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'Jungle Gold' Stars on Season Two: 'Expect the Unexpected' (Video)

Gold miners George Wright and Scott Lomu sit down with THR to talk about the mistakes they tried not to repeat and why they keep returning to Ghana despite the life-or-death stakes.

Gold miners Scott Lomu and George Wright are back in Ghana in season two of Discovery Channel's Jungle Gold. But the duo promise that viewers won't be seeing anything similar to what's happened before.

"Expect the unexpected," Lomu says during a visit to The Hollywood Reporter's video lounge. "Some of the stuff that's coming up this season, we like to think has probably never been shown on TV. George and I have been gone for a long time -- about three and a half years now -- and we thought we had seen everything, and that's just not the case. The stuff that we run into this time is mind-boggling."

VIDEO: Discovery's 'Jungle Gold' Season 2 Sneak Peek

Wright adds that this season is "more amped up and more things happen."

"I mean, honestly, we wish our show was very boring," he says. "That's what we wished is that our show would be -- very calm, and you could play classical music as Scott and I just stack bricks of gold in our tents in the middle of the jungle -- that’s what we wish was Jungle Gold. But, that’s not Jungle Gold. … People will have to see it to believe it. Us even telling you about it now, nobody would even believe it."

While the duo are hesitant to reveal too much, they did say that, this time around, they were more hands-on and more involved with the locals. They also learned from their mistakes this time around -- they've been duped by people who they believed were their partners in the past, including having their equipment sold out from under them -- and this time they went to Ghana with more of a game plan and less of an urgency to rush through their work.

"We tested like crazy this time," Lomu says. "We made sure that before we started digging and wasting time and energy, we made sure that there was a lot of gold under the ground. You're going to see a lot of that this time around. We did things very, very different. Again, we learned a lot of expensive lessons last time around, and we hope we've learned from them. You'll see that we thought things through a little bit better."

What we do know for sure about season two, which premiered earlier this month, is that the pair face such obstacles as a notorious rainy season, armed militia, road blocks and the treacherous jungle. With such life-or-death stakes at play, why would they choose Ghana as their mining location?

"It’s this guy’s fault!" Wright quips, referring to Lomu. "I always point to him, and I don’t know if I should thank him or punch him in the face."

Replies Lomu: "Both are in order."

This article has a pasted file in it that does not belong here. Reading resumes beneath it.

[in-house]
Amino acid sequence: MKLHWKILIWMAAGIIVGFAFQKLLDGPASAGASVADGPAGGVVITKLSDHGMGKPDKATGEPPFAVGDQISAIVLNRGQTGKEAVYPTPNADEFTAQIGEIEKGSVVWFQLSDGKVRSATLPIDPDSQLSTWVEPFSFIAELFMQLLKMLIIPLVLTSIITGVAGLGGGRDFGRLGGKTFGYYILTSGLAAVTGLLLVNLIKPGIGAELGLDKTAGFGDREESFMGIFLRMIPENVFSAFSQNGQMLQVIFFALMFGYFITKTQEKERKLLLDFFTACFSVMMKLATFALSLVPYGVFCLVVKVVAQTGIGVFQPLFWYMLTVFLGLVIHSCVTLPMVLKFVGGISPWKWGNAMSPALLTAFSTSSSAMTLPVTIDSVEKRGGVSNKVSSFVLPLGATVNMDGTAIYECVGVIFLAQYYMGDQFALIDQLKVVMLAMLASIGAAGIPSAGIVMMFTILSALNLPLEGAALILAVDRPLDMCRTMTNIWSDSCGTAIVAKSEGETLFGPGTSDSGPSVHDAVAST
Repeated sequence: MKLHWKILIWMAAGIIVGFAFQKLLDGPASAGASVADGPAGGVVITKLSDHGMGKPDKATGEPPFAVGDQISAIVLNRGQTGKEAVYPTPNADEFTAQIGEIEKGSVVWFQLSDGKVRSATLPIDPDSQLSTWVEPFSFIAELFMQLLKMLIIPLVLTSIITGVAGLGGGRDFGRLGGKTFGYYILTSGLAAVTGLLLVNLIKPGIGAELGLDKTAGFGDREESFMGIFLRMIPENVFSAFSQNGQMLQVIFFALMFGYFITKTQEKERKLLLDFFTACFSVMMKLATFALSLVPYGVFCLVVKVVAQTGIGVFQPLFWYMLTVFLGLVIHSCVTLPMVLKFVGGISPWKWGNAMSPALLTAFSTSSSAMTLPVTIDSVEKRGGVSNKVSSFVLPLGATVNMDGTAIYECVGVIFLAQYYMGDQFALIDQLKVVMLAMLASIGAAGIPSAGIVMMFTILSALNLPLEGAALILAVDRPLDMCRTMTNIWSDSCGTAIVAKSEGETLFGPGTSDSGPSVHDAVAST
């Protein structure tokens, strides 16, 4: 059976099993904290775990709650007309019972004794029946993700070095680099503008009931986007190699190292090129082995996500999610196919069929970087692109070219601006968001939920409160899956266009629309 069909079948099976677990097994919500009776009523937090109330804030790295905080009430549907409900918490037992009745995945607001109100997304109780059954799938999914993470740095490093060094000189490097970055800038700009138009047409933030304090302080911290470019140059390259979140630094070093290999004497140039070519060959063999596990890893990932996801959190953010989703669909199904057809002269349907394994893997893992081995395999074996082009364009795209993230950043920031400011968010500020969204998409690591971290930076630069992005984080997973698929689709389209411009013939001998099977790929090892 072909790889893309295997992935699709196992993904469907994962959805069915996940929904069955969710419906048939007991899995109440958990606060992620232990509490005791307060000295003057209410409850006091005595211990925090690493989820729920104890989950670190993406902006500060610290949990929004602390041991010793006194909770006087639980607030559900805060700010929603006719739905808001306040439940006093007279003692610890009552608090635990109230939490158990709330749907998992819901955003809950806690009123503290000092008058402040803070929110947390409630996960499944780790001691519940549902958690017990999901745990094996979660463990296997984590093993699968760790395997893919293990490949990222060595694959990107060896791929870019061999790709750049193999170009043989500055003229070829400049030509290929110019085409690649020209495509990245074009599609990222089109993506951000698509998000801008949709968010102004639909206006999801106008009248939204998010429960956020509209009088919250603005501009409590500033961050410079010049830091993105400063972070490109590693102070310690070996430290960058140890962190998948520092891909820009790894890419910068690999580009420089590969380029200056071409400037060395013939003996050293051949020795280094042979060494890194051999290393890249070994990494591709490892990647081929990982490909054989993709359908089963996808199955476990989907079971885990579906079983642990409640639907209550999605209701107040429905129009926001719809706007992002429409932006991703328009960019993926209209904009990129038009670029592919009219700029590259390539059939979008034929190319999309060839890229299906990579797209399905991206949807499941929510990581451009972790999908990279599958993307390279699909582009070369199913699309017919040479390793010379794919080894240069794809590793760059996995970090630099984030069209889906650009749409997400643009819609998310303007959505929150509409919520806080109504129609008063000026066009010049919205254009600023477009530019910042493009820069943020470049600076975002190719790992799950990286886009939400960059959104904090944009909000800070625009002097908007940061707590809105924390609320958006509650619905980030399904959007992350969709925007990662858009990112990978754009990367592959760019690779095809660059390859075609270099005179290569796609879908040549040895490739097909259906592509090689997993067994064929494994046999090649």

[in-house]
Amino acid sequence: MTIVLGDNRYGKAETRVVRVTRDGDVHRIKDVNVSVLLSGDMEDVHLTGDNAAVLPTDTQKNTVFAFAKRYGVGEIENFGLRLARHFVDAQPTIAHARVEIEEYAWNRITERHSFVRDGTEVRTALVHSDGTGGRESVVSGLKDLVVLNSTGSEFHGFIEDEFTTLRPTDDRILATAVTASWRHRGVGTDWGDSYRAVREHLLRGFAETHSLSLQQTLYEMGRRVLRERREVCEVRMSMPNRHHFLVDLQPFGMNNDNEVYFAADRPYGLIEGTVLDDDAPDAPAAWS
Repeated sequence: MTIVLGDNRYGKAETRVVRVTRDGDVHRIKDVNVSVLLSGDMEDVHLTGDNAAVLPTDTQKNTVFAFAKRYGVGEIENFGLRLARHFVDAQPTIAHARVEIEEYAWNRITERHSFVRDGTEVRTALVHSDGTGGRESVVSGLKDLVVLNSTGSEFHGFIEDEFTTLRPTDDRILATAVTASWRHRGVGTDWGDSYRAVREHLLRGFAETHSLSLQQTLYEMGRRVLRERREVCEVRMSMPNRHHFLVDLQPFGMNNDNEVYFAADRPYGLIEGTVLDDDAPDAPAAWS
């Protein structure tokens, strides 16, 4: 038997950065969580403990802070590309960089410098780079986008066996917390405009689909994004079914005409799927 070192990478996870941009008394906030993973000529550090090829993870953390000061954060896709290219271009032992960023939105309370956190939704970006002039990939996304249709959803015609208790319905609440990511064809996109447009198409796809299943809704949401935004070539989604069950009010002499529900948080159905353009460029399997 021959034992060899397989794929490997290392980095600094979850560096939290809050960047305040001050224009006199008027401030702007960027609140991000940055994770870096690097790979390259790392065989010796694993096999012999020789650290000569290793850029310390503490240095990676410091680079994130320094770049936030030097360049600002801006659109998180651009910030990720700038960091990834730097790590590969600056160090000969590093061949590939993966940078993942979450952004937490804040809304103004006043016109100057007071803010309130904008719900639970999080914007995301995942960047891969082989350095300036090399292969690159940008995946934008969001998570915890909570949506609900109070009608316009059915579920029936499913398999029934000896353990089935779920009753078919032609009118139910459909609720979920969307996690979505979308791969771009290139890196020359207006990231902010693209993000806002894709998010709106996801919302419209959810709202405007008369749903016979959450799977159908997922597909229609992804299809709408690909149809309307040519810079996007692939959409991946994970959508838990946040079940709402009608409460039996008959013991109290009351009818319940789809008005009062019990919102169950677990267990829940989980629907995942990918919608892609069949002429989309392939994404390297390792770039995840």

Essentially, the pair -- former high-roller real estate dealers -- took a big hit when the real estate market crashed in 2006. They also had invested in other small businesses that were hurt by the recession. At the same time, Lomu's father-in-law was working on a project to buy gold inexpensively in Africa and then bring it back home and sell it for a profit. Upon learning this, Lomu joined forces with a friend, Wally Macias, to attempt to do the same thing.

"And then Scott said, 'We need one more. We need a little bit of a money guy and somebody that’s just stupid enough to do it.' Then my phone rang!" quips Wright. (Macias died before the trio realized their dreams of striking it rich.)

Then, at some point, Lomu's father-in-law got scammed out of $1.5 million -- he put a down payment on some gold and watched it being loaded onto a plane only to find out later that it had been removed from the aircraft before it even took off.

"We got caught up in the middle of that and realized, 'You know what? We have to mine,'" Lomu says. "Everybody over there has a connection and can get you into the mining industry. At that point, we were like, 'Look, we’re here. We've got a little bit of money. Let’s do this.' Gold prices were just going through the roof, and we thought, 'Gosh, if we can just come up with the right equipment and the right partner, we can make money doing this.' That’s where it all began. That was two years before the cameras ever showed up, so it’s been interesting."

TV REVIEW: 'Jungle Gold'

Adds Wright: "It's been hard and complicated. It's been a trial, but we caught that gold fever. There's something to be said about walking out to a seemingly ordinary piece of land, digging a hole anywhere between 10 feet and 20 feet deep, washing a pile of dirt and seeing that there’s gold there. We saw that and it changed everything."

Not only have they had to learn about the weather and soil conditions there, but they've also had to educate themselves about local customs -- and adjust their plans accordingly.

"For example, you're going to do an animal sacrifice and you're not going to work on Tuesdays because that offends the river goddess, which are two very real things," Wright says, pointing to the animal sacrifice seen in season one. "So, our plans don’t necessarily fit into what our environment and the culture over there allows.

With their losses in the real estate crash, Lomu and Wright face a $1 million-plus debt. Their aim is to mine enough gold to pay off their debts and provide a future for their families and for Macias' widow and family.

So do they find gold this season?

"We'll tell you this much – we're on the best site we've ever had with the best equipment we've ever had with having learned a lot of very expensive lessons," Lomu says. "I'm very happy with how we did things this time around. We'll leave it at that."

Jungle Gold airs at 10 p.m. Sundays on Discovery Channel.